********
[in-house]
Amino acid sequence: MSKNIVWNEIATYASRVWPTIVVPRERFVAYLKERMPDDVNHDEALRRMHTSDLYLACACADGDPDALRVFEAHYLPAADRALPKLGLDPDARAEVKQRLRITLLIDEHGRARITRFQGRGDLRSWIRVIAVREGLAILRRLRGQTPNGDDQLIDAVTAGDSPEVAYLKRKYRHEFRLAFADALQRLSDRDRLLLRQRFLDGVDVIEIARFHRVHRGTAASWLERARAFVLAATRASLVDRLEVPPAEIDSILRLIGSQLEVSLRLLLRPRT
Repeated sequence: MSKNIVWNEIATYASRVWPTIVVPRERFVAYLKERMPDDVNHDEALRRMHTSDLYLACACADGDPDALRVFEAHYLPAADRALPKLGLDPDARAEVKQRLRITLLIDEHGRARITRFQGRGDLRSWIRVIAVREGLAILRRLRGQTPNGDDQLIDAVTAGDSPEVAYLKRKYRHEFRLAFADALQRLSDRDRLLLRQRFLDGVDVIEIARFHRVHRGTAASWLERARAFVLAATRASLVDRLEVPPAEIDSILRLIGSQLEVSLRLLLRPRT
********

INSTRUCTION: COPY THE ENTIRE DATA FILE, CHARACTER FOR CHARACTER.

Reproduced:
[in-house]
Amino acid sequence: MSKNIVWNEIATYASRVWPTIVVPRERFVAYLKERMPDDVNHDEALRRMHTSDLYLACACADGDPDALRVFEAHYLPAADRALPKLGLDPDARAEVKQRLRITLLIDEHGRARITRFQGRGDLRSWIRVIAVREGLAILRRLRGQTPNGDDQLIDAVTAGDSPEVAYLKRKYRHEFRLAFADALQRLSDRDRLLLRQRFLDGVDVIEIARFHRVHRGTAASWLERARAFVLAATRASLVDRLEVPPAEIDSILRLIGSQLEVSLRLLLRPRT
Repeated sequence: MSKNIVWNEIATYASRVWPTIVVPRERFVAYLKERMPDDVNHDEALRRMHTSDLYLACACADGDPDALRVFEAHYLPAADRALPKLGLDPDARAEVKQRLRITLLIDEHGRARITRFQGRGDLRSWIRVIAVREGLAILRRLRGQTPNGDDQLIDAVTAGDSPEVAYLKRKYRHEFRLAFADALQRLSDRDRLLLRQRFLDGVDVIEIARFHRVHRGTAASWLERARAFVLAATRASLVDRLEVPPAEIDSILRLIGSQLEVSLRLLLRPRT